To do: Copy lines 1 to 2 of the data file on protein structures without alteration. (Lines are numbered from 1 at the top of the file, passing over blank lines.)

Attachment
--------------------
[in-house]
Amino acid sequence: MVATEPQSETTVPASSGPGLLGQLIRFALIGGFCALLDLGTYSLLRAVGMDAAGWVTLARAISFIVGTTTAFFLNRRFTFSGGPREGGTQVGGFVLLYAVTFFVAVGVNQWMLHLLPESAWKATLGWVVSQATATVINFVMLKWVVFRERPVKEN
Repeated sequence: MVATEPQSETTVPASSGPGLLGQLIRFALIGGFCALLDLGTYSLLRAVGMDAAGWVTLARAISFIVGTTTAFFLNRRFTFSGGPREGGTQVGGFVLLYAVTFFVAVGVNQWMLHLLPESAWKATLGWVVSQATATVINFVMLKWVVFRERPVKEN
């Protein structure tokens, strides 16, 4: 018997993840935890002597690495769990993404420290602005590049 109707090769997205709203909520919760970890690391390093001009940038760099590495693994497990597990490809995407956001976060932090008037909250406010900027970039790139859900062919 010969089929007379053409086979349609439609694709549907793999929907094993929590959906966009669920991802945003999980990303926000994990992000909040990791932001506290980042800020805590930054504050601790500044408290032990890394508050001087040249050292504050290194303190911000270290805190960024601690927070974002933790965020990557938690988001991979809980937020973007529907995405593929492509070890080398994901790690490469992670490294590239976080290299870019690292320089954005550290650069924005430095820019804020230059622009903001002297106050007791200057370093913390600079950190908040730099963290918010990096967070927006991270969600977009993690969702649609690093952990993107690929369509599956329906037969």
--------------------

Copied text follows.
[in-house]
Amino acid sequence: MVATEPQSETTVPASSGPGLLGQLIRFALIGGFCALLDLGTYSLLRAVGMDAAGWVTLARAISFIVGTTTAFFLNRRFTFSGGPREGGTQVGGFVLLYAVTFFVAVGVNQWMLHLLPESAWKATLGWVVSQATATVINFVMLKWVVFRERPVKEN